As shocked White House advisers looked on, President Donald Trump exposed the bigotry that we all thought was beneath the surface. We hoped that it wasn’t real, that it was just to keep the right wing happy, but there is a difference between the right wing of the Republican Party and the leftovers from the infamous brown shirts of the Hitler era. Frankly, I couldn’t believe the fire in his voice, the hate in his face, the grimace of fury, Trump almost coming completely unhinged. Now we know for sure where his sympathies are.
White Supremacists are different. They just don’t hate like the normal haters, and there are plenty of them. If they could, they would wipe African Americans, Latinos, Jews, Catholics and Muslims off the face of the earth. I’ve seen hatred up close, watching it unfold against the Civil Rights movement in the sixties. That, in itself, was pretty bad, but this is different. These are individuals and groups who were celebrating Trump’s racially tinged birther movement years after he started it. After all, Trump spent a fortune trying to sell a lie that Barack Obama was not born in the United States and therefore was not a legitimate President of the United States.
It takes a lot to shock me anymore about Trump’s behavior as a human being. But I have to tell you I was shocked that he made his preferences so transparent. And yet I wonder. For every White Supremacist, there are people that we pass every day, who hold dear their hatred against people “not like them.” But here is the genuine problem we have facing us. Once hatred begins it always spreads from one group to another. The David Dukes of the world and the alt-right advocates hate everybody, except people like them. But is everyone perfect? And what scares the supremacists? Do they really feel supreme, and better than others. Is it about color, or anger against the system? I mean, why waste your energy hating when you can try to love and care. And for every one of the haters, there are thousands, millions of Americans who spend their days caring and loving.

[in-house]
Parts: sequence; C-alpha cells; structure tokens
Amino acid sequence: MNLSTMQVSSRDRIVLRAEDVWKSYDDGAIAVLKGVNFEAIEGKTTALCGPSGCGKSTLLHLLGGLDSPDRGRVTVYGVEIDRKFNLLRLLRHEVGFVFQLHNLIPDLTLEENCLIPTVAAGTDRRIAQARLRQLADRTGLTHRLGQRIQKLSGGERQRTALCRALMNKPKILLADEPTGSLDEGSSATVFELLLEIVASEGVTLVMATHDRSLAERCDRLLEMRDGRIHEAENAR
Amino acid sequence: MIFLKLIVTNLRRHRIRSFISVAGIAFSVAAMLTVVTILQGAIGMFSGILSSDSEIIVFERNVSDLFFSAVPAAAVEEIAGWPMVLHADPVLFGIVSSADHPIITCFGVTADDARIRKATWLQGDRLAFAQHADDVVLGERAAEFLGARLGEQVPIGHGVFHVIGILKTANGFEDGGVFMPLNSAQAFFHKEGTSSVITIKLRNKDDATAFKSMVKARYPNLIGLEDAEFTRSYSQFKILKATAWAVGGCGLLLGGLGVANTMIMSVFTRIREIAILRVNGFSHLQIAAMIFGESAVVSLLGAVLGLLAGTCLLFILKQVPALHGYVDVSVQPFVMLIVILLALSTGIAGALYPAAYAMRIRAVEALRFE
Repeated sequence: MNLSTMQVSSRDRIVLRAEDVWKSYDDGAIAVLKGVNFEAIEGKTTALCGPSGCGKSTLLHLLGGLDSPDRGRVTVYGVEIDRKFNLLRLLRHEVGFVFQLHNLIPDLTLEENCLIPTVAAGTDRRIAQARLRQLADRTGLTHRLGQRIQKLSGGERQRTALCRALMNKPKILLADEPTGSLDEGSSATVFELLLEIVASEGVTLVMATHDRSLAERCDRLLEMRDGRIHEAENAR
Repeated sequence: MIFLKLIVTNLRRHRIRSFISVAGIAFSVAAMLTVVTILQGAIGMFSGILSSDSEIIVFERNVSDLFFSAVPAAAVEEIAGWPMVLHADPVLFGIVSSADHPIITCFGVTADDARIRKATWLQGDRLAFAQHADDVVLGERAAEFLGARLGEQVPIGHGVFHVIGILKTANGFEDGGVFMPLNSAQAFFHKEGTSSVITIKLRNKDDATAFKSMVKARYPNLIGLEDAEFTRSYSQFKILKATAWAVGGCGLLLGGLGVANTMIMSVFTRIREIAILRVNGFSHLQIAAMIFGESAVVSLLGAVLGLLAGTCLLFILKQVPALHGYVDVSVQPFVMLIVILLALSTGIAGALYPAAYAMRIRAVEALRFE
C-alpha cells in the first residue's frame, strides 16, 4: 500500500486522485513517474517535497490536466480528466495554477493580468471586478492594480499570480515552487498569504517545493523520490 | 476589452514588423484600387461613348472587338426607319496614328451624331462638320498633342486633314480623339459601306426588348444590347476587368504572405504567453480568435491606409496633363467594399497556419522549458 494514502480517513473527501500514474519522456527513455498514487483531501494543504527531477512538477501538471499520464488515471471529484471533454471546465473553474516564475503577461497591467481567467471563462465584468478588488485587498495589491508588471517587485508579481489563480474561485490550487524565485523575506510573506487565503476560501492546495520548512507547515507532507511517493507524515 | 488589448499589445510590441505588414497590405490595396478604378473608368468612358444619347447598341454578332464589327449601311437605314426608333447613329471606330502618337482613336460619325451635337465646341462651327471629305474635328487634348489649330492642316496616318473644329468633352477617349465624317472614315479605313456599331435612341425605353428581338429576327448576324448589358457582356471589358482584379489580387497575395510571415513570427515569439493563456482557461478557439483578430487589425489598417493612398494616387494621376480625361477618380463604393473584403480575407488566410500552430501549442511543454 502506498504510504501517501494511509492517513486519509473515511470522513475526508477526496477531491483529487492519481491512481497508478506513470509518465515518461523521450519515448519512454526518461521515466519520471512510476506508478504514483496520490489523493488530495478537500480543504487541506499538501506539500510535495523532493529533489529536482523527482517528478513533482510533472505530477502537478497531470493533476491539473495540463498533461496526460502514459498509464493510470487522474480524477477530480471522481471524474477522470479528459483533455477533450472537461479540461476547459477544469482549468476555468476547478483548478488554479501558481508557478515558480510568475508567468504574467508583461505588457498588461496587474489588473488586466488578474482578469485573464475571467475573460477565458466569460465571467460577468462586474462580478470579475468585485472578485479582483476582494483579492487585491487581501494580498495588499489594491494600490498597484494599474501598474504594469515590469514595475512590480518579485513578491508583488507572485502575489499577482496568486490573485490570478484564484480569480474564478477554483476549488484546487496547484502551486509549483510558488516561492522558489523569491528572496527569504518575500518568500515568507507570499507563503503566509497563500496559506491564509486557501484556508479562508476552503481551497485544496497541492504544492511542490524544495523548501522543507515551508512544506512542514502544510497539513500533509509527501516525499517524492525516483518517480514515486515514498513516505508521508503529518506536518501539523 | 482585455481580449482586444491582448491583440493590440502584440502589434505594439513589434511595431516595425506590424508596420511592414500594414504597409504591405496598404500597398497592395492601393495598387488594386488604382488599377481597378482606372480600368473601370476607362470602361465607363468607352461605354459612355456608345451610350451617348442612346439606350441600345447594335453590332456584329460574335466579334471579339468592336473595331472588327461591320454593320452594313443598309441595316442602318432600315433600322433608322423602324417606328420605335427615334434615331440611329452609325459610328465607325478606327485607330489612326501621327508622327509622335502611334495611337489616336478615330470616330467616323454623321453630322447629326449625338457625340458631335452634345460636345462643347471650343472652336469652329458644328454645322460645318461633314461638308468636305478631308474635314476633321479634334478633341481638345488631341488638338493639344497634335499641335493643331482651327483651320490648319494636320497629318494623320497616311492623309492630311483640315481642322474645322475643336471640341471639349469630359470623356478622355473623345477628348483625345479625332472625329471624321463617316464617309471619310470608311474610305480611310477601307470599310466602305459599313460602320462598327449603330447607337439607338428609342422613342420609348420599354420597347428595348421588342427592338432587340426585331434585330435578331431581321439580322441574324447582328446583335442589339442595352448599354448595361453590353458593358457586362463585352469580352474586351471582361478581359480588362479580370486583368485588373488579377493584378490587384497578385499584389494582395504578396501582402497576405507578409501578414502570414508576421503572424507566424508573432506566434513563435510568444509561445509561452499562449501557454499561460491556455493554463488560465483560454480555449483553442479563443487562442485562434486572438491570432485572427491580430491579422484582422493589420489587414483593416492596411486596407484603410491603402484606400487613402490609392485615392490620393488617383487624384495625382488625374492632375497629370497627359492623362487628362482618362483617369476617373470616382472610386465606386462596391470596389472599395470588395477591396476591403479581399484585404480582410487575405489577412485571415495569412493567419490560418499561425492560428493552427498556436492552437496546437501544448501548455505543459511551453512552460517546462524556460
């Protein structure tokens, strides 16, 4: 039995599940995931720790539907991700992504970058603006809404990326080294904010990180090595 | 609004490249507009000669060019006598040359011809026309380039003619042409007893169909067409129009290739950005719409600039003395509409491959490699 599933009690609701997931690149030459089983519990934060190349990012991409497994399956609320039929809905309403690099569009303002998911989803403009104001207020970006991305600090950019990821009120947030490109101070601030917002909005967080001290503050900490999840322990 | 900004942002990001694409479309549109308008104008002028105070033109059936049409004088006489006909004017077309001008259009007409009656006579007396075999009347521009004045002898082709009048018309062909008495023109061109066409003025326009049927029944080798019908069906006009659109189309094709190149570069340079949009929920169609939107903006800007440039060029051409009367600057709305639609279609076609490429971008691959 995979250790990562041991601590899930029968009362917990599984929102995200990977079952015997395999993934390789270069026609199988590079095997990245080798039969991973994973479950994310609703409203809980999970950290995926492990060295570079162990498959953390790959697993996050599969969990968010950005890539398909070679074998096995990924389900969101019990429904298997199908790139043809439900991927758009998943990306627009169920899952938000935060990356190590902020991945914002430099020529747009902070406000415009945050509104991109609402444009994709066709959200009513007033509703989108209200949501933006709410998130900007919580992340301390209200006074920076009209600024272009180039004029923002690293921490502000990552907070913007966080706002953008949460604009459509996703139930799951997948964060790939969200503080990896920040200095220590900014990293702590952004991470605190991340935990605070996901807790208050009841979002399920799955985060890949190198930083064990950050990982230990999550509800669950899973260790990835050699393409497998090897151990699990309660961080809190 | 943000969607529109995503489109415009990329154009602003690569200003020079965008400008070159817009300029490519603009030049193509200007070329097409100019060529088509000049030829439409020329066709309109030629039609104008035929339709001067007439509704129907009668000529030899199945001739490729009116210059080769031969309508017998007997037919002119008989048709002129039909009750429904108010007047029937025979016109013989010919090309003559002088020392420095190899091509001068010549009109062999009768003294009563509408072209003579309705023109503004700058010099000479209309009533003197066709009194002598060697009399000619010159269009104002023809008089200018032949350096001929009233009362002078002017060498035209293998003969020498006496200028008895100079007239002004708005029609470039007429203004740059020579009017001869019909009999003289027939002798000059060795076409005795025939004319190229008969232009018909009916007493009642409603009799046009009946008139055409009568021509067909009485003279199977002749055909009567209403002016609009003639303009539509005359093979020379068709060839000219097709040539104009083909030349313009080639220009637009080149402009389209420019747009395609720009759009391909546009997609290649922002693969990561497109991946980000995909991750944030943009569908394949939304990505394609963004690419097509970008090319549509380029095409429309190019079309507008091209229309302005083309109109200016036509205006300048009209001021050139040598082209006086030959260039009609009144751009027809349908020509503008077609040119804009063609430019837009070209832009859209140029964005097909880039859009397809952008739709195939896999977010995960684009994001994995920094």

The bad news is that Donald Trump has enabled the violence by ignoring it. Now he has, whether he understands or not, made it acceptable by using the biggest bully pulpit in the world to infer that extremism like the kind we saw in Virginia, was equal on both sides of the divide.
The good news? Americans are better than that. We know it. John McCain knows it. General Kelly , the Chief of Staff, who bowed his head during Trump’s outburst, knows it. Republicans and Democrats and independents know it. We’ve been waiting since November to see signs that President Trump would moderate, be practical, appear to be caring. Now we know it is simply not going to happen.
That’s why it was such a sad day in America.